Time does not exist.

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Terrapin Station
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Re: Time does not exist.

Post by Terrapin Station » Wed Oct 12, 2016 6:13 pm

Londoner wrote:Frege uses 'extension' when writing about mathematical foundations. Extension records those values that map to the true . . .
You're looking to argue over how Frege used terms, because you believe that I'm getting that wrong and I believe that you are? Or are you looking to understand what I asked you?

I'm asking because you're going off on a tangent here of arguing over how Frege used terms, which wasn't at all the point. I brought up Frege just in case you're familiar with Hesperus=Phosphorus (and the only reason I mentioned his name was just in case Hesperus=Phosphorus didn't ring any bells for you--I was making it easier for you to look it up). But that you'd be familiar with Frege and not familiar with the idea of identity is simply trolling. We can play the troll game if you enjoy that though.

Londoner
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Re: Time does not exist.

Post by Londoner » Wed Oct 12, 2016 6:52 pm

Terrapin Station wrote:You're looking to argue over how Frege used terms, because you believe that I'm getting that wrong and I believe that you are? Or are you looking to understand what I asked you?

I'm asking because you're going off on a tangent here of arguing over how Frege used terms, which wasn't at all the point. I brought up Frege just in case you're familiar with Hesperus=Phosphorus (and the only reason I mentioned his name was just in case Hesperus=Phosphorus didn't ring any bells for you--I was making it easier for you to look it up). But that you'd be familiar with Frege and not familiar with the idea of identity is simply trolling. We can play the troll game if you enjoy that though.
I finished our little diversion into Frege with the comment:
So after than exciting diversion, are we any closer to understanding what you mean when you ask if 'nerves' ,'an experience of pain' , 'experience of seeing fibrous tissue' and 'mental-content-only' are 'identical'?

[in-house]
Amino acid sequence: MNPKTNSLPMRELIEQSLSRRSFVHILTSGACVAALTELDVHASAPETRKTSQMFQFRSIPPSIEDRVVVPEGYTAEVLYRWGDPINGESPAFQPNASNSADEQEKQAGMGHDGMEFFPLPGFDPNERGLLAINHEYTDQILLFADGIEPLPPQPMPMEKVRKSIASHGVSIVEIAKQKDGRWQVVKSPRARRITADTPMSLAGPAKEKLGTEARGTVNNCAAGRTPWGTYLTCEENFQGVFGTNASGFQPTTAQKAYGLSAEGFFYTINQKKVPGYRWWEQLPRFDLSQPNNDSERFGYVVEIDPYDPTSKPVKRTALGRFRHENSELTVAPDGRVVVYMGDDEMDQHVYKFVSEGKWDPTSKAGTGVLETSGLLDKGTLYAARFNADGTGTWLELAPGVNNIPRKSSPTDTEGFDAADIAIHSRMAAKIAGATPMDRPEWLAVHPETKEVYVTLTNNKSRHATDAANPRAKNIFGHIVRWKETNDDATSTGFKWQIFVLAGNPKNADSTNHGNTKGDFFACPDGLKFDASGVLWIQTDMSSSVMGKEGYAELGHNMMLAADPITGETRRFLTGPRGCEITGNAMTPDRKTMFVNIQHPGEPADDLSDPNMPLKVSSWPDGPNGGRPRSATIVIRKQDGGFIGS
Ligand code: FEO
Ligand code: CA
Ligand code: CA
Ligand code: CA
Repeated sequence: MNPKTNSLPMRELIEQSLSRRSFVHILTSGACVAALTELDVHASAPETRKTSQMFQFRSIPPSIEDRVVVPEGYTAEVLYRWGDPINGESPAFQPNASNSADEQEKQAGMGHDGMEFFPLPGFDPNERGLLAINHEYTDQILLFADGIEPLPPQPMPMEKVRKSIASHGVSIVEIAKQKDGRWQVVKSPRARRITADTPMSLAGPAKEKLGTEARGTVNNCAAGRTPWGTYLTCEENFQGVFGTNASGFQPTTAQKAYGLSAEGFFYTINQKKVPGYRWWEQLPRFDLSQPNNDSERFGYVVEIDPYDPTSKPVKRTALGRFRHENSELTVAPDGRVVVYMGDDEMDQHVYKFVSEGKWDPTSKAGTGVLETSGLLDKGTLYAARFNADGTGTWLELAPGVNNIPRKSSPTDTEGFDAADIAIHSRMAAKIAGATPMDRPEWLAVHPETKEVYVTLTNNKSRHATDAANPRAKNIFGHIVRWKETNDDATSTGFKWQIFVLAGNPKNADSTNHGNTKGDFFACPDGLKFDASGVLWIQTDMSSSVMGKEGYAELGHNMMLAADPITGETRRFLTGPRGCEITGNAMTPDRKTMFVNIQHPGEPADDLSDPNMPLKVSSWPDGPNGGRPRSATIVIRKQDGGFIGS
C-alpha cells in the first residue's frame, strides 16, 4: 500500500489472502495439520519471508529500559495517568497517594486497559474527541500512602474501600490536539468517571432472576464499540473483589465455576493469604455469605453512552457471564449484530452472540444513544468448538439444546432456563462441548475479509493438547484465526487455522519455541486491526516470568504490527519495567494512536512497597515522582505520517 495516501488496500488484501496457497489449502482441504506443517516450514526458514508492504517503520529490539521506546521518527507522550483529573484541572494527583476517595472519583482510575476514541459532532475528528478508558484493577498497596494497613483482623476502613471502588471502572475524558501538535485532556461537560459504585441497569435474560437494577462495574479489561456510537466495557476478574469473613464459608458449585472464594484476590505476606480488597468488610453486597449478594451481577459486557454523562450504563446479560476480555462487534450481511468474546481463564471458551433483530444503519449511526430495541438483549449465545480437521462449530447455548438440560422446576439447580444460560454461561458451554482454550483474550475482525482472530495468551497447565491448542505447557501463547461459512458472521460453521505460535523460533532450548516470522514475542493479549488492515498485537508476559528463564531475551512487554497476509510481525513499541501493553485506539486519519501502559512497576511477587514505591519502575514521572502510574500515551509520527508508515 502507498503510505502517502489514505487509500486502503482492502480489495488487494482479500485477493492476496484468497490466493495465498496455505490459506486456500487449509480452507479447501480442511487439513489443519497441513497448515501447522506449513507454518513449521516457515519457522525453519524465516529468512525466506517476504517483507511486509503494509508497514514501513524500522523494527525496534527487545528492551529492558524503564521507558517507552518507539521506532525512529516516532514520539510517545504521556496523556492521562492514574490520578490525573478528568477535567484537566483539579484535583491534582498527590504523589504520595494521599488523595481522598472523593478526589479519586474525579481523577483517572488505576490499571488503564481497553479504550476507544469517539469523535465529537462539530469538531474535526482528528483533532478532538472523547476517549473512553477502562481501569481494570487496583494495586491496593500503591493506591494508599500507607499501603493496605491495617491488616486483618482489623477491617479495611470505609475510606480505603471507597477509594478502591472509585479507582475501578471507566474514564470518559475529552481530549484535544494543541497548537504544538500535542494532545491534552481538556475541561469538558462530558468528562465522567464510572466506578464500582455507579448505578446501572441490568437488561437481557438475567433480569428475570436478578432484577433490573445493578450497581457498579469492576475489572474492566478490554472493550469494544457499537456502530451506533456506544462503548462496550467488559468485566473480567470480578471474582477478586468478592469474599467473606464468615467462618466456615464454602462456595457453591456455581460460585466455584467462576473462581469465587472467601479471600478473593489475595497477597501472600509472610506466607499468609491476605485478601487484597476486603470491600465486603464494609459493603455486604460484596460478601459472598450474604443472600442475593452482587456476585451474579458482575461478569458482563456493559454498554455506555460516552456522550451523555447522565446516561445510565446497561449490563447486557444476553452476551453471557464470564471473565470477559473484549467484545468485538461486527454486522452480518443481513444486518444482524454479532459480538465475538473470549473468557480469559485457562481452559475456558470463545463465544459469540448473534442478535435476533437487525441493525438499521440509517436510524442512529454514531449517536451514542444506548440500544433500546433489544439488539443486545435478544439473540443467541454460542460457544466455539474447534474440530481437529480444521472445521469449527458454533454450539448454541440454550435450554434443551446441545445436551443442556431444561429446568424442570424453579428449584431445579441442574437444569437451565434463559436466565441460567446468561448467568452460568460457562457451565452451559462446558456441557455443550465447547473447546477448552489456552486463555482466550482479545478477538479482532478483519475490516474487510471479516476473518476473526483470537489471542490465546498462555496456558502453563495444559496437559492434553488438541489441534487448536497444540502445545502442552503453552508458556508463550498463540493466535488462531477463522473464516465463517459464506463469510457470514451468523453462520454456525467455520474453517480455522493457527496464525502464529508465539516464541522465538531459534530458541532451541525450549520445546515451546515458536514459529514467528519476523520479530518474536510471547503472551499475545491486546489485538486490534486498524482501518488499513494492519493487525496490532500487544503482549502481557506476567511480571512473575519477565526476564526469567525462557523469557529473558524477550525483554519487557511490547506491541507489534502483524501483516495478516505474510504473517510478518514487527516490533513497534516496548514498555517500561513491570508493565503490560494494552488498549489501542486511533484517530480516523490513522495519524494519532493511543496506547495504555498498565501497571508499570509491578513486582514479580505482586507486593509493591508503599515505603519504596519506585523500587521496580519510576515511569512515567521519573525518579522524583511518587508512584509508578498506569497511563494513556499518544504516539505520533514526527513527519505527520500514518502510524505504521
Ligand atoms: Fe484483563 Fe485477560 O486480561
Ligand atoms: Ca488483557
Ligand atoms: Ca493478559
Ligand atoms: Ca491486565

Then I repeated my request for an explanation of what you meant by 'mental-content-only' and 'identical' in your question.

So, whenever you're ready...

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Terrapin Station
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Re: Time does not exist.

Post by Terrapin Station » Wed Oct 12, 2016 6:54 pm

Londoner wrote:Then I repeated my request for an explanation of what you meant by 'mental-content-only' and 'identical' in your question.

So, whenever you're ready...
You'd do better by focusing.

So, do you use the term "mental" (or mind) at all?

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Re: Time does not exist.

Post by uwot » Wed Oct 12, 2016 9:10 pm

Terrapin Station wrote:In a nutshell, I'm saying that what you're calling the Cartesian view (I don't actually agree that this is what Descartes was doing, but I don't want to get sidetracked into that discussion) is contextually incoherent, because the way that people arrive at that view is by assuming some realist data, either as a conceptual basis or as empirical support, but the view in question is that we can't know anything external (know by acquaintance).
Well, we might have to agree to differ, but that we can't know by acquaintance, in my view is Descartes' starting point. He only got round it by invoking the ontological argument. I'm not sure what "realist data" means. There is only data, it is the interpretation of that data which may be, and generally is, realist.
Anyway; how "people arrive at that view" doesn't make Descartes' approach contextually incoherent.

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Re: Time does not exist.

Post by Terrapin Station » Wed Oct 12, 2016 9:31 pm

uwot wrote:
Terrapin Station wrote:In a nutshell, I'm saying that what you're calling the Cartesian view (I don't actually agree that this is what Descartes was doing, but I don't want to get sidetracked into that discussion) is contextually incoherent, because the way that people arrive at that view is by assuming some realist data, either as a conceptual basis or as empirical support, but the view in question is that we can't know anything external (know by acquaintance).
Well, we might have to agree to differ, but that we can't know by acquaintance, in my view is Descartes' starting point. He only got round it by invoking the ontological argument. I'm not sure what "realist data" means. There is only data, it is the interpretation of that data which may be, and generally is, realist.
Anyway; how "people arrive at that view" doesn't make Descartes' approach contextually incoherent.
"Knowledge by acquaintance" is one of the three types of knowledge, the other two being propositional knowledge and how-to knowledge. I'm guessing that when you say "We can't know by acquaintance" you're saying that we can't know propositional knowledge by acquaintance (and more specifically, we can't know propositional knowledge that isn't the "same" as the specific knowledge by acquaintance in question).